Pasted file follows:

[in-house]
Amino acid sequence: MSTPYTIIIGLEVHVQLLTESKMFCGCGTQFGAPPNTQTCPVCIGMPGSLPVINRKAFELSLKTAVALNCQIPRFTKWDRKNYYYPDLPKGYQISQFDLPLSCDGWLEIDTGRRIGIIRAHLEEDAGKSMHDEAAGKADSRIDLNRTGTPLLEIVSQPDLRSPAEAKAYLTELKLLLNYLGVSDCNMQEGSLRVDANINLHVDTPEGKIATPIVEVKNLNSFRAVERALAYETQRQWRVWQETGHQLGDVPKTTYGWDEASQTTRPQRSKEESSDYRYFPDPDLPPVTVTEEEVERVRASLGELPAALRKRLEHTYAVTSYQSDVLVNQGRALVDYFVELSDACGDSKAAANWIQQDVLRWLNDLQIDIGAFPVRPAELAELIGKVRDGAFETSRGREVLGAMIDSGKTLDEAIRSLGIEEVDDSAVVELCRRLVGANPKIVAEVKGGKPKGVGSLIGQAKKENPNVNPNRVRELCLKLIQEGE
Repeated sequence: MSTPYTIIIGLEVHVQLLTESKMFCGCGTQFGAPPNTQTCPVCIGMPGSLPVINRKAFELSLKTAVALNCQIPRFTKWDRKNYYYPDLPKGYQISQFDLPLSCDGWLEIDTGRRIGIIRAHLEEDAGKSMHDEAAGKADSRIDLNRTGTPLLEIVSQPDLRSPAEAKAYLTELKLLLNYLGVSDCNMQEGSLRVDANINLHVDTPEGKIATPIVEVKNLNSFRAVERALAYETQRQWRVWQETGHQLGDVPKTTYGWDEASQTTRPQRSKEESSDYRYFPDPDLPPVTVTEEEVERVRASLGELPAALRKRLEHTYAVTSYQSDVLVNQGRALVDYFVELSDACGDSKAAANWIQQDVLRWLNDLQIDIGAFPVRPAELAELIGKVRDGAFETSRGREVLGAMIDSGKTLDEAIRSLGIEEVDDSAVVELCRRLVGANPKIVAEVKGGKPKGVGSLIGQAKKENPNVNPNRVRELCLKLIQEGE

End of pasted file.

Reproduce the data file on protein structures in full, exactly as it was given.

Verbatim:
[in-house]
Amino acid sequence: MSTPYTIIIGLEVHVQLLTESKMFCGCGTQFGAPPNTQTCPVCIGMPGSLPVINRKAFELSLKTAVALNCQIPRFTKWDRKNYYYPDLPKGYQISQFDLPLSCDGWLEIDTGRRIGIIRAHLEEDAGKSMHDEAAGKADSRIDLNRTGTPLLEIVSQPDLRSPAEAKAYLTELKLLLNYLGVSDCNMQEGSLRVDANINLHVDTPEGKIATPIVEVKNLNSFRAVERALAYETQRQWRVWQETGHQLGDVPKTTYGWDEASQTTRPQRSKEESSDYRYFPDPDLPPVTVTEEEVERVRASLGELPAALRKRLEHTYAVTSYQSDVLVNQGRALVDYFVELSDACGDSKAAANWIQQDVLRWLNDLQIDIGAFPVRPAELAELIGKVRDGAFETSRGREVLGAMIDSGKTLDEAIRSLGIEEVDDSAVVELCRRLVGANPKIVAEVKGGKPKGVGSLIGQAKKENPNVNPNRVRELCLKLIQEGE
Repeated sequence: MSTPYTIIIGLEVHVQLLTESKMFCGCGTQFGAPPNTQTCPVCIGMPGSLPVINRKAFELSLKTAVALNCQIPRFTKWDRKNYYYPDLPKGYQISQFDLPLSCDGWLEIDTGRRIGIIRAHLEEDAGKSMHDEAAGKADSRIDLNRTGTPLLEIVSQPDLRSPAEAKAYLTELKLLLNYLGVSDCNMQEGSLRVDANINLHVDTPEGKIATPIVEVKNLNSFRAVERALAYETQRQWRVWQETGHQLGDVPKTTYGWDEASQTTRPQRSKEESSDYRYFPDPDLPPVTVTEEEVERVRASLGELPAALRKRLEHTYAVTSYQSDVLVNQGRALVDYFVELSDACGDSKAAANWIQQDVLRWLNDLQIDIGAFPVRPAELAELIGKVRDGAFETSRGREVLGAMIDSGKTLDEAIRSLGIEEVDDSAVVELCRRLVGANPKIVAEVKGGKPKGVGSLIGQAKKENPNVNPNRVRELCLKLIQEGE